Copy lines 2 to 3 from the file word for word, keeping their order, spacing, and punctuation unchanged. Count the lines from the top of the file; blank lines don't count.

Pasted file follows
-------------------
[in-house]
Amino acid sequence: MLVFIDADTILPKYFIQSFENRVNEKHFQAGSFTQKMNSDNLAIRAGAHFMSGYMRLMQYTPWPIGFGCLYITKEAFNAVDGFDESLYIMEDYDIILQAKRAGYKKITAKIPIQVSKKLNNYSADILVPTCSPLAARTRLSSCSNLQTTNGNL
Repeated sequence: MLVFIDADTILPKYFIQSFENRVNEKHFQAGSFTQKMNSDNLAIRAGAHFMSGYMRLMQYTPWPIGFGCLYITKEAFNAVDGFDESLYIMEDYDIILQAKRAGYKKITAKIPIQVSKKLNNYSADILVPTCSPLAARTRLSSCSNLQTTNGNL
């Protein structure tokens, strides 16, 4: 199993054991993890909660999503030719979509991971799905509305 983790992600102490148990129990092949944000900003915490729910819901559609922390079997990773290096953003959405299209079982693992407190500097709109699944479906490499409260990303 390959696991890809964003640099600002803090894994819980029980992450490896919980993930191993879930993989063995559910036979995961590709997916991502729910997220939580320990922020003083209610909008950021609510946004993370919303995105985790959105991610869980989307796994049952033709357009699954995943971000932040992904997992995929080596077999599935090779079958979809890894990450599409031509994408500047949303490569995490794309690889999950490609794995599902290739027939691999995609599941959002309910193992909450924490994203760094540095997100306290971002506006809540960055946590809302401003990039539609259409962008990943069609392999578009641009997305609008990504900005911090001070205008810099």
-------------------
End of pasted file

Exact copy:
Amino acid sequence: MLVFIDADTILPKYFIQSFENRVNEKHFQAGSFTQKMNSDNLAIRAGAHFMSGYMRLMQYTPWPIGFGCLYITKEAFNAVDGFDESLYIMEDYDIILQAKRAGYKKITAKIPIQVSKKLNNYSADILVPTCSPLAARTRLSSCSNLQTTNGNL
Repeated sequence: MLVFIDADTILPKYFIQSFENRVNEKHFQAGSFTQKMNSDNLAIRAGAHFMSGYMRLMQYTPWPIGFGCLYITKEAFNAVDGFDESLYIMEDYDIILQAKRAGYKKITAKIPIQVSKKLNNYSADILVPTCSPLAARTRLSSCSNLQTTNGNL